How’s that possible? Accrediting [a purely American lunacy] insures competence, or at least that’s the lie that’s always told. ‘College X is ‘accredited’ so you can be certain that your child will receive a top notch education’. Except they aren’t. Because- put your seatbelt on- education is more about the motivation of the student than it is the administration of an institution.
The open secret in American higher education is that most institutions are unable to measure the quality of their instruction.
Students are being charged loads of money. There’s just no way to tell how good it is. At least if you go out to a restaurant if your food is bad you can send it back. In colleges, they get your money up front. You don’t get it back even if you don’t graduate.
In his State of the Union address last Tuesday, President Obama proposed several measures to lower college tuition. University leaders responded cautiously, warning that cost-cutting reforms might also cut into instructional quality. But here’s the big open secret in American higher education: Most institutions have no meaningful way to measure the quality of their instruction. And the president didn’t ask us to develop one, either.
Because higher ed is big business. Except it’s a big business that’s producing too much failure, too little competence, too few learned people. It’s privileged position in society has rendered it, in many respects, suspect, corrupt [yes, I’m thinking of you Claremont McKenna], and incompetent.
“If you can’t stop tuition from going up, your funding from taxpayers will go down,” Obama warned. “We should push colleges to do better; we should hold them accountable if they don’t.” Fair enough. But look again at Obama’s criteria for “better”: holding down costs, graduating students and helping them get jobs. There’s no mention of whether the students are actually learning anything. At most institutions, including my own, we have no idea if they are. Sure, professors assign grades in their courses, and students are asked to evaluate the classes they take and the professors who teach them. But neither measure gives us any real answer to the $200,000 question: What knowledge or skills are students acquiring in exchange for the skyrocketing tuition they pay?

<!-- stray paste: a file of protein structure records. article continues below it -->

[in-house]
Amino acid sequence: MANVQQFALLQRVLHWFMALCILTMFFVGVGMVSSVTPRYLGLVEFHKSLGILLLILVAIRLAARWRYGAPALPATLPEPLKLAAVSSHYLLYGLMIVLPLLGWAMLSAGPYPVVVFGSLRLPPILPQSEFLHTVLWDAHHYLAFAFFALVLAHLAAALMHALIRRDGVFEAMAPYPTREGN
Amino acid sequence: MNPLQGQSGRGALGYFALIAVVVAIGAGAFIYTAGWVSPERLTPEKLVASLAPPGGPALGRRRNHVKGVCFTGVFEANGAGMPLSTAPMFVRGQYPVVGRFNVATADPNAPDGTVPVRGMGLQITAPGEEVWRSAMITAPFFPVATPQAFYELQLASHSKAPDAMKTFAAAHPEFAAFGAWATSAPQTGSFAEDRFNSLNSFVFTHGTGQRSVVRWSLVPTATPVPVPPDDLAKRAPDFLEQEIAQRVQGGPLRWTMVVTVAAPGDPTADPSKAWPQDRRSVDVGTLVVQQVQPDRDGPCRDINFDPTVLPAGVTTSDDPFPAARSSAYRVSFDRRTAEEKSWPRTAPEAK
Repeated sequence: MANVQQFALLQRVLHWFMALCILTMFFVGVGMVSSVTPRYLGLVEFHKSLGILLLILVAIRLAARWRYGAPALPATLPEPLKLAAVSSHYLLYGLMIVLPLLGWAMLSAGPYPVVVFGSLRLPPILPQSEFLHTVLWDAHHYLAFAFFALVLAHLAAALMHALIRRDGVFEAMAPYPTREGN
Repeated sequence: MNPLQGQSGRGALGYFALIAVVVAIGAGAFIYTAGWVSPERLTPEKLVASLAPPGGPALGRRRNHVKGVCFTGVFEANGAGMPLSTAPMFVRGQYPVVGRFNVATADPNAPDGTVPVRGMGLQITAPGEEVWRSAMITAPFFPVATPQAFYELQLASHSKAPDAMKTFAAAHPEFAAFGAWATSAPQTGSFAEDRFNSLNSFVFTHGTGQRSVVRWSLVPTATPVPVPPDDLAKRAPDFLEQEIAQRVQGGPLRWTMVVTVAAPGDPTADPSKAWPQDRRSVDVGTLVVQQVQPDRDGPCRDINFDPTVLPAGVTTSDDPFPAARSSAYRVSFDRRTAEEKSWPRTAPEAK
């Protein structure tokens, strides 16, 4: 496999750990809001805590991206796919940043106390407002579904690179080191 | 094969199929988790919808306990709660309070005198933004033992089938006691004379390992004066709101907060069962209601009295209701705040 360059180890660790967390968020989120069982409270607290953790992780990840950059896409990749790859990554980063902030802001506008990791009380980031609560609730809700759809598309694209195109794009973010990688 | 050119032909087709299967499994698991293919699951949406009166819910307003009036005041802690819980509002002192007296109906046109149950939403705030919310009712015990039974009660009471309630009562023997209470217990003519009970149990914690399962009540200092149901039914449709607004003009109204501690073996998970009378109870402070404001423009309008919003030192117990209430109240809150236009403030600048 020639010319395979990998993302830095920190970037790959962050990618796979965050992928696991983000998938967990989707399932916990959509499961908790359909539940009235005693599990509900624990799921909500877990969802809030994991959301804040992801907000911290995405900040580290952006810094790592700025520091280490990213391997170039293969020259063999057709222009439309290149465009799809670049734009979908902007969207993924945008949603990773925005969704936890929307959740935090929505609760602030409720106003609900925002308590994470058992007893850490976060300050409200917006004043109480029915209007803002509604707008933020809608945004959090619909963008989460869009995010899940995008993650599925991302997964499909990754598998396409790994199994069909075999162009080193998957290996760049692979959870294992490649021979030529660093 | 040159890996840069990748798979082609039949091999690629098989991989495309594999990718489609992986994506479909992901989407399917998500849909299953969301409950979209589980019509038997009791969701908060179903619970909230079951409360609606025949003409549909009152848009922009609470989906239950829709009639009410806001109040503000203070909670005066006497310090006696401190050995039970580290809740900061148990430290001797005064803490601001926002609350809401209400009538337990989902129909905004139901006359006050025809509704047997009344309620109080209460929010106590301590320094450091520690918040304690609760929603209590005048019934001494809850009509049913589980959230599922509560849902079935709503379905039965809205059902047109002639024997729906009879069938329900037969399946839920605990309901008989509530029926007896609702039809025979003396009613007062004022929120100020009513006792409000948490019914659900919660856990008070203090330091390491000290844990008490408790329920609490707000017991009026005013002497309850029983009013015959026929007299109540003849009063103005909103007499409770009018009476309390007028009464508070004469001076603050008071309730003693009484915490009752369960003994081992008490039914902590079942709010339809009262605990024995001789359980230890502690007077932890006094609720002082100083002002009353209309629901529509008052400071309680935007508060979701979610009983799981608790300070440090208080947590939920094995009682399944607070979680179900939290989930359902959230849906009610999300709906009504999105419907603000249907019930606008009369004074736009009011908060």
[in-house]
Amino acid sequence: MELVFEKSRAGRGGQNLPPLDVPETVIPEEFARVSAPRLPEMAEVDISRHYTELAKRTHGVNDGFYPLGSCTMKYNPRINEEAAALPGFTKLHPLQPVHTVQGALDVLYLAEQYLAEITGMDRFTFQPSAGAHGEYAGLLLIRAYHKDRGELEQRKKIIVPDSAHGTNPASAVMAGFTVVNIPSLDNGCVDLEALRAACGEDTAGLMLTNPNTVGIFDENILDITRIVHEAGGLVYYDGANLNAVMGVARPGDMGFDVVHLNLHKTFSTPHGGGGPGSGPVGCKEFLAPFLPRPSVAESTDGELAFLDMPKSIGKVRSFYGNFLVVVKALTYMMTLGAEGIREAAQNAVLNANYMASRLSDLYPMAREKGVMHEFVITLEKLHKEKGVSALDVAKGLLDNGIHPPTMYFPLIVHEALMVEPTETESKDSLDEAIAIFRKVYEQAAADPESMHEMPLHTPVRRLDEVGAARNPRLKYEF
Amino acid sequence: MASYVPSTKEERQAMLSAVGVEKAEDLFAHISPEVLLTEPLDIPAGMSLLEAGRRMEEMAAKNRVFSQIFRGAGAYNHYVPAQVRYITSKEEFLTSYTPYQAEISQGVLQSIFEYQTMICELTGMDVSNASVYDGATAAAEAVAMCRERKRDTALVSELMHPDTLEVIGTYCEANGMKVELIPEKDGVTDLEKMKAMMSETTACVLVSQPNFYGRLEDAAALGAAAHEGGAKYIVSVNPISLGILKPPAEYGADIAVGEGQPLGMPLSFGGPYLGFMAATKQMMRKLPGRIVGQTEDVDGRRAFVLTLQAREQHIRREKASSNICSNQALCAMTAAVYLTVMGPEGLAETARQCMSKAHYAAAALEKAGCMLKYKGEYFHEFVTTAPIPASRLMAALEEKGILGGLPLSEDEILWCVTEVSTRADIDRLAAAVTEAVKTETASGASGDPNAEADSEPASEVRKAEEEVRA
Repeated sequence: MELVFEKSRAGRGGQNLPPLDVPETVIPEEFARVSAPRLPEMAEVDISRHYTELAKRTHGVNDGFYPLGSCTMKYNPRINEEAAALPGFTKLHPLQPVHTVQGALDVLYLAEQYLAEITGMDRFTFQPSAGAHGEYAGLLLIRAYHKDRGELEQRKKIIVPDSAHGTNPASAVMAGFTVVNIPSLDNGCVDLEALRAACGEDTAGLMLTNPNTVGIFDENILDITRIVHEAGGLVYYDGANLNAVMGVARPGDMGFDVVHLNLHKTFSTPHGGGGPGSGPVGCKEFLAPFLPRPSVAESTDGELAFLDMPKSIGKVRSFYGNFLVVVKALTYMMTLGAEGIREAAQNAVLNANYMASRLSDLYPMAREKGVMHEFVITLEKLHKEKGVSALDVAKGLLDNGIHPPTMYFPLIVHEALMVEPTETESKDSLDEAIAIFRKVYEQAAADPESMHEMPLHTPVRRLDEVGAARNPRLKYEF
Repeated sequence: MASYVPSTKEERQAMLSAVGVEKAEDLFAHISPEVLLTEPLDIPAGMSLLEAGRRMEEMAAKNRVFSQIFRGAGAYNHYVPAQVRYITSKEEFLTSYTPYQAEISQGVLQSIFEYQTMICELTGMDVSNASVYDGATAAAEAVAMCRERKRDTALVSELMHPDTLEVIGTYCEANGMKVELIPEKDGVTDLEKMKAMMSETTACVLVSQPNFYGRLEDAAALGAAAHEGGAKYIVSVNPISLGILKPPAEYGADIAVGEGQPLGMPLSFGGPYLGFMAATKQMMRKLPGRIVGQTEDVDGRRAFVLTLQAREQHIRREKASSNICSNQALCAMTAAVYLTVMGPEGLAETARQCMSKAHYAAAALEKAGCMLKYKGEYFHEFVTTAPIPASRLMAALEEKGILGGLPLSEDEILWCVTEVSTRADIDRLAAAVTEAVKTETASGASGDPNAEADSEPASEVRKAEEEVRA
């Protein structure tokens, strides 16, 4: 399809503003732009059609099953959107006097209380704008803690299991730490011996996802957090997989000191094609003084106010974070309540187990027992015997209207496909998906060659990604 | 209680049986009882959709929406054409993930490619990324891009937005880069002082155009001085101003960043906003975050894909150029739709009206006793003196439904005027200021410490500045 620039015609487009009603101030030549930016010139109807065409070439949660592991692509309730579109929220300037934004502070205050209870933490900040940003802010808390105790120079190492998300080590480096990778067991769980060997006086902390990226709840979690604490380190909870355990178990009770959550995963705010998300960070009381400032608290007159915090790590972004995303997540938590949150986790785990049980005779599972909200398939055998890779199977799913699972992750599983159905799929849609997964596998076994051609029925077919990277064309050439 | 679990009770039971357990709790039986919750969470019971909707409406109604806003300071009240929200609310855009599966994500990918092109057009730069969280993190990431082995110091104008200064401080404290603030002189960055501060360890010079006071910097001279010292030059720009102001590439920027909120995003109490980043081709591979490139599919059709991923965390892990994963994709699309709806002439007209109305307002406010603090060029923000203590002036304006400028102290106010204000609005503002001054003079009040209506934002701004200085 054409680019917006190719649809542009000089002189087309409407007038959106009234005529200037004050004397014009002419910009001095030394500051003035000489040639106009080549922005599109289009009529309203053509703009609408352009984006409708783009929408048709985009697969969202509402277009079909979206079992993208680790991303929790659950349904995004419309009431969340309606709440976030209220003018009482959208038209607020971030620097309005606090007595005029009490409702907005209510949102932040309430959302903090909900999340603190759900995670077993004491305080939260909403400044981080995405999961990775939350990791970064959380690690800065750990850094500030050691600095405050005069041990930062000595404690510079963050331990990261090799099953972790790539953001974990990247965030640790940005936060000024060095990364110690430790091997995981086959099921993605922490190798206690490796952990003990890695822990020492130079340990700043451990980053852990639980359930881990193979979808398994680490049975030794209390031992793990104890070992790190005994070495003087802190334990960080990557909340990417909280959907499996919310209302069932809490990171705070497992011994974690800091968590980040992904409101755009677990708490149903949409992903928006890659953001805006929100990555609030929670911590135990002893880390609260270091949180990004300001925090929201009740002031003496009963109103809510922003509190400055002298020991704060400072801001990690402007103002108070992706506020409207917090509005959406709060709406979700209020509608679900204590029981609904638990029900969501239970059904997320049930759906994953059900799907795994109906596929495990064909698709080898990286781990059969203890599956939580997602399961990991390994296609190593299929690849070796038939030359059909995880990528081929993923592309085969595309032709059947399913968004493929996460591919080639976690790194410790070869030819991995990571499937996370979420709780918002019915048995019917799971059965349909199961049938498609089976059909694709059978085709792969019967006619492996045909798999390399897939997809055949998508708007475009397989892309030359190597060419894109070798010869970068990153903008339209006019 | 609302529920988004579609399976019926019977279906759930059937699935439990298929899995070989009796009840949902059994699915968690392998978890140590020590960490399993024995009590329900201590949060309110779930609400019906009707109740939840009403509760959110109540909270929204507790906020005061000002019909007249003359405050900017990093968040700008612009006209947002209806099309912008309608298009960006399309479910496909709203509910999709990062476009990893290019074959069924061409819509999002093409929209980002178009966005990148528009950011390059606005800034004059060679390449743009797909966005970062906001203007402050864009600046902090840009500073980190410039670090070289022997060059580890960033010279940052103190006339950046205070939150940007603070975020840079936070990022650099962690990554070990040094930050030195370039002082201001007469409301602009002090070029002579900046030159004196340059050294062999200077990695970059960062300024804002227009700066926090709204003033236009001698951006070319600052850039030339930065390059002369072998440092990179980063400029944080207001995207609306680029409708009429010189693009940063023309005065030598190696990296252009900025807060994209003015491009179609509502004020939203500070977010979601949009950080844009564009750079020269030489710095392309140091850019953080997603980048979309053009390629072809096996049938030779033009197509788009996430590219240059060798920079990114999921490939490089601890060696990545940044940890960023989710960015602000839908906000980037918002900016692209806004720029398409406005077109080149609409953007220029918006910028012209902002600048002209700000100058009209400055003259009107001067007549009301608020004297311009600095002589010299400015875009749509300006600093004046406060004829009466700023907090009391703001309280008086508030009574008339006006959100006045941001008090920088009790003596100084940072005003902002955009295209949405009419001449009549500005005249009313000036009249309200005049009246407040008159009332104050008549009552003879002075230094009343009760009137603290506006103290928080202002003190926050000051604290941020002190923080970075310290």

If you talk to most college grads, they don’t know much more after they finish than they did when they started. And what they did ‘learn’ they’ll forget in 2 years.
And we now have some alarming national data to suggest the answer: not nearly enough. My New York University colleague Richard Arum and the University of Virginia’s Josipa Roksa recently tracked several thousand undergraduates as they moved through two dozen U.S. universities. They found that almost half of them didn’t significantly improve their reasoning or writing skills during the first two years of college. And after four years, subsequent research showed, more than one-third of students still showed no significant gains in these areas.
There’s something wrong in higher ed. Something that too many academics are ignoring because, frankly, they’re only concerned about their own paychecks and not about the students they’re supposed to be educating.
Accreditation agencies are a joke. They accomplish nothing and they only provide administrations boasting rights (purchased at a high price- which price is then passed along to students who are then not furnished what they purchased).